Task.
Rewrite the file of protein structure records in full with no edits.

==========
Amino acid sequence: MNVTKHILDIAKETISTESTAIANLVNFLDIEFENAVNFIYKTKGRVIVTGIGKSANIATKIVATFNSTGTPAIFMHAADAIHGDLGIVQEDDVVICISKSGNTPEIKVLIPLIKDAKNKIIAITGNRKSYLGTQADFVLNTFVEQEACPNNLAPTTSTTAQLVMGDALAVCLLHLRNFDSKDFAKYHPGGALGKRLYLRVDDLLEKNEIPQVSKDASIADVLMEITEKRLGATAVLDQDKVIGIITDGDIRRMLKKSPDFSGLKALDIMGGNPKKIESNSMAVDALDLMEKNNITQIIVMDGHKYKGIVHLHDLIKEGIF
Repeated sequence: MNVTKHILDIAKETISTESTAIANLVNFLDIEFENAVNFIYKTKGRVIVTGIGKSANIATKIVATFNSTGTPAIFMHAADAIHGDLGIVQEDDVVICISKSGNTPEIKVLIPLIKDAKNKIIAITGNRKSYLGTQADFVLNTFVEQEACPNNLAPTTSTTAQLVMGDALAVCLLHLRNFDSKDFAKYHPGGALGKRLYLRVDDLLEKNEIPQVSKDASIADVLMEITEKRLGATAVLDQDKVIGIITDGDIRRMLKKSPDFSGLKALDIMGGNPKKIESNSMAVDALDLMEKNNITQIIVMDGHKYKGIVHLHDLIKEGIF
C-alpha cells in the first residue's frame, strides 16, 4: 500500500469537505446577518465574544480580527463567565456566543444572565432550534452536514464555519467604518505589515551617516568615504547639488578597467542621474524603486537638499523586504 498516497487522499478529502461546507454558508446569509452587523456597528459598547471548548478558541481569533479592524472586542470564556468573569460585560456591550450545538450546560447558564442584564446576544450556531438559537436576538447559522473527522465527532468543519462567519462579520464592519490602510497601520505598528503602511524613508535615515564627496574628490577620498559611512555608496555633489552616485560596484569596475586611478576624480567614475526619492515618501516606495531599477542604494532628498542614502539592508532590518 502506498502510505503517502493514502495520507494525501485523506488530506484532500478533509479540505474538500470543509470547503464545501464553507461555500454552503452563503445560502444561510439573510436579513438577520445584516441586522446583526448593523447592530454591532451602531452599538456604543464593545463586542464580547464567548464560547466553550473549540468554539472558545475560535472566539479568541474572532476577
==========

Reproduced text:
Amino acid sequence: MNVTKHILDIAKETISTESTAIANLVNFLDIEFENAVNFIYKTKGRVIVTGIGKSANIATKIVATFNSTGTPAIFMHAADAIHGDLGIVQEDDVVICISKSGNTPEIKVLIPLIKDAKNKIIAITGNRKSYLGTQADFVLNTFVEQEACPNNLAPTTSTTAQLVMGDALAVCLLHLRNFDSKDFAKYHPGGALGKRLYLRVDDLLEKNEIPQVSKDASIADVLMEITEKRLGATAVLDQDKVIGIITDGDIRRMLKKSPDFSGLKALDIMGGNPKKIESNSMAVDALDLMEKNNITQIIVMDGHKYKGIVHLHDLIKEGIF
Repeated sequence: MNVTKHILDIAKETISTESTAIANLVNFLDIEFENAVNFIYKTKGRVIVTGIGKSANIATKIVATFNSTGTPAIFMHAADAIHGDLGIVQEDDVVICISKSGNTPEIKVLIPLIKDAKNKIIAITGNRKSYLGTQADFVLNTFVEQEACPNNLAPTTSTTAQLVMGDALAVCLLHLRNFDSKDFAKYHPGGALGKRLYLRVDDLLEKNEIPQVSKDASIADVLMEITEKRLGATAVLDQDKVIGIITDGDIRRMLKKSPDFSGLKALDIMGGNPKKIESNSMAVDALDLMEKNNITQIIVMDGHKYKGIVHLHDLIKEGIF
C-alpha cells in the first residue's frame, strides 16, 4: 500500500469537505446577518465574544480580527463567565456566543444572565432550534452536514464555519467604518505589515551617516568615504547639488578597467542621474524603486537638499523586504 498516497487522499478529502461546507454558508446569509452587523456597528459598547471548548478558541481569533479592524472586542470564556468573569460585560456591550450545538450546560447558564442584564446576544450556531438559537436576538447559522473527522465527532468543519462567519462579520464592519490602510497601520505598528503602511524613508535615515564627496574628490577620498559611512555608496555633489552616485560596484569596475586611478576624480567614475526619492515618501516606495531599477542604494532628498542614502539592508532590518 502506498502510505503517502493514502495520507494525501485523506488530506484532500478533509479540505474538500470543509470547503464545501464553507461555500454552503452563503445560502444561510439573510436579513438577520445584516441586522446583526448593523447592530454591532451602531452599538456604543464593545463586542464580547464567548464560547466553550473549540468554539472558545475560535472566539479568541474572532476577